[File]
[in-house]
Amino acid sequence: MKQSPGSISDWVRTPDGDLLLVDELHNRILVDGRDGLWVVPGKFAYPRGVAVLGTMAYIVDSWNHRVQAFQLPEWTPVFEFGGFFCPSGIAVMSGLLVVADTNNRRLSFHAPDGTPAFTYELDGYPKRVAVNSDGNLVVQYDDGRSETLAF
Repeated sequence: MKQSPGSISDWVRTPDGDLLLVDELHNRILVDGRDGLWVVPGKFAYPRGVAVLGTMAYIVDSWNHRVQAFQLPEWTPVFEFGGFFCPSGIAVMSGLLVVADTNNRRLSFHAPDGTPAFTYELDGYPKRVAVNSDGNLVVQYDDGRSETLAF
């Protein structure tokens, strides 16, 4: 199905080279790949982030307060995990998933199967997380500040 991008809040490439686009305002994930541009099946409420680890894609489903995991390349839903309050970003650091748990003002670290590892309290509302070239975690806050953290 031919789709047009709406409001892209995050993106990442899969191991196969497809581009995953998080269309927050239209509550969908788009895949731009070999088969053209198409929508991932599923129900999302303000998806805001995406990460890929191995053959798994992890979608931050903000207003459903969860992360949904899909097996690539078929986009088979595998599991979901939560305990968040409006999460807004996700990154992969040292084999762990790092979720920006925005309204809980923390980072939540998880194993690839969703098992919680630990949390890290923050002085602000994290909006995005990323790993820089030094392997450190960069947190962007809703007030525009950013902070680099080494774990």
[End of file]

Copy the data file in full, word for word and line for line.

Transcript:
[in-house]
Amino acid sequence: MKQSPGSISDWVRTPDGDLLLVDELHNRILVDGRDGLWVVPGKFAYPRGVAVLGTMAYIVDSWNHRVQAFQLPEWTPVFEFGGFFCPSGIAVMSGLLVVADTNNRRLSFHAPDGTPAFTYELDGYPKRVAVNSDGNLVVQYDDGRSETLAF
Repeated sequence: MKQSPGSISDWVRTPDGDLLLVDELHNRILVDGRDGLWVVPGKFAYPRGVAVLGTMAYIVDSWNHRVQAFQLPEWTPVFEFGGFFCPSGIAVMSGLLVVADTNNRRLSFHAPDGTPAFTYELDGYPKRVAVNSDGNLVVQYDDGRSETLAF
């Protein structure tokens, strides 16, 4: 199905080279790949982030307060995990998933199967997380500040 991008809040490439686009305002994930541009099946409420680890894609489903995991390349839903309050970003650091748990003002670290590892309290509302070239975690806050953290 031919789709047009709406409001892209995050993106990442899969191991196969497809581009995953998080269309927050239209509550969908788009895949731009070999088969053209198409929508991932599923129900999302303000998806805001995406990460890929191995053959798994992890979608931050903000207003459903969860992360949904899909097996690539078929986009088979595998599991979901939560305990968040409006999460807004996700990154992969040292084999762990790092979720920006925005309204809980923390980072939540998880194993690839969703098992919680630990949390890290923050002085602000994290909006995005990323790993820089030094392997450190960069947190962007809703007030525009950013902070680099080494774990």